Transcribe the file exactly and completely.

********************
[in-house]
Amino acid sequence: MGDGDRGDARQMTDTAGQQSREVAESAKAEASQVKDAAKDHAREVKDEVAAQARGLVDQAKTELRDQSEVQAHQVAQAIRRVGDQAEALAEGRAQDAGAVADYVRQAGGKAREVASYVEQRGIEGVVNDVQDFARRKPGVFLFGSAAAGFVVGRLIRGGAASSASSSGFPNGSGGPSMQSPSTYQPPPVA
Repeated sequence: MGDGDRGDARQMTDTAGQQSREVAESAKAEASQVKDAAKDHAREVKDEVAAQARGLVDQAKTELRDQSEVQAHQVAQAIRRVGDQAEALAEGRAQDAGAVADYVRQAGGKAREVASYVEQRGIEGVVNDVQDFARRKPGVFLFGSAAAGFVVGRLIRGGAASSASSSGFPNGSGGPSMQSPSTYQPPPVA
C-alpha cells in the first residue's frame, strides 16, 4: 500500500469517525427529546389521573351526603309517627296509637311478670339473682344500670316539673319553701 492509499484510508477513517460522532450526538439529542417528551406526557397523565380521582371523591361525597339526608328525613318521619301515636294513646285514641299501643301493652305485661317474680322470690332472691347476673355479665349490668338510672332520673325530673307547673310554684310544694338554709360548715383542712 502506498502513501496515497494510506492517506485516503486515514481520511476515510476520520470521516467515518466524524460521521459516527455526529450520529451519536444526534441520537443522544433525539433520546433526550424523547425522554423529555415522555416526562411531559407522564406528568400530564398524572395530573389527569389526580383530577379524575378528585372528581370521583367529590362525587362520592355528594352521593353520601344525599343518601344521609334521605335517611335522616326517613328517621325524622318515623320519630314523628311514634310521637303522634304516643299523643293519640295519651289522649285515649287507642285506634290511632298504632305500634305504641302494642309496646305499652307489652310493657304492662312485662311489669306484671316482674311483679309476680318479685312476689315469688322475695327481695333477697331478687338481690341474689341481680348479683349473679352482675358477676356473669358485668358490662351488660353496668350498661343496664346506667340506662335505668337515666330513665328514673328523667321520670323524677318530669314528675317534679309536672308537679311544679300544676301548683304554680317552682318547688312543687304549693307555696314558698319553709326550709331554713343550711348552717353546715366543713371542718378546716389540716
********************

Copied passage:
[in-house]
Amino acid sequence: MGDGDRGDARQMTDTAGQQSREVAESAKAEASQVKDAAKDHAREVKDEVAAQARGLVDQAKTELRDQSEVQAHQVAQAIRRVGDQAEALAEGRAQDAGAVADYVRQAGGKAREVASYVEQRGIEGVVNDVQDFARRKPGVFLFGSAAAGFVVGRLIRGGAASSASSSGFPNGSGGPSMQSPSTYQPPPVA
Repeated sequence: MGDGDRGDARQMTDTAGQQSREVAESAKAEASQVKDAAKDHAREVKDEVAAQARGLVDQAKTELRDQSEVQAHQVAQAIRRVGDQAEALAEGRAQDAGAVADYVRQAGGKAREVASYVEQRGIEGVVNDVQDFARRKPGVFLFGSAAAGFVVGRLIRGGAASSASSSGFPNGSGGPSMQSPSTYQPPPVA
C-alpha cells in the first residue's frame, strides 16, 4: 500500500469517525427529546389521573351526603309517627296509637311478670339473682344500670316539673319553701 492509499484510508477513517460522532450526538439529542417528551406526557397523565380521582371523591361525597339526608328525613318521619301515636294513646285514641299501643301493652305485661317474680322470690332472691347476673355479665349490668338510672332520673325530673307547673310554684310544694338554709360548715383542712 502506498502513501496515497494510506492517506485516503486515514481520511476515510476520520470521516467515518466524524460521521459516527455526529450520529451519536444526534441520537443522544433525539433520546433526550424523547425522554423529555415522555416526562411531559407522564406528568400530564398524572395530573389527569389526580383530577379524575378528585372528581370521583367529590362525587362520592355528594352521593353520601344525599343518601344521609334521605335517611335522616326517613328517621325524622318515623320519630314523628311514634310521637303522634304516643299523643293519640295519651289522649285515649287507642285506634290511632298504632305500634305504641302494642309496646305499652307489652310493657304492662312485662311489669306484671316482674311483679309476680318479685312476689315469688322475695327481695333477697331478687338481690341474689341481680348479683349473679352482675358477676356473669358485668358490662351488660353496668350498661343496664346506667340506662335505668337515666330513665328514673328523667321520670323524677318530669314528675317534679309536672308537679311544679300544676301548683304554680317552682318547688312543687304549693307555696314558698319553709326550709331554713343550711348552717353546715366543713371542718378546716389540716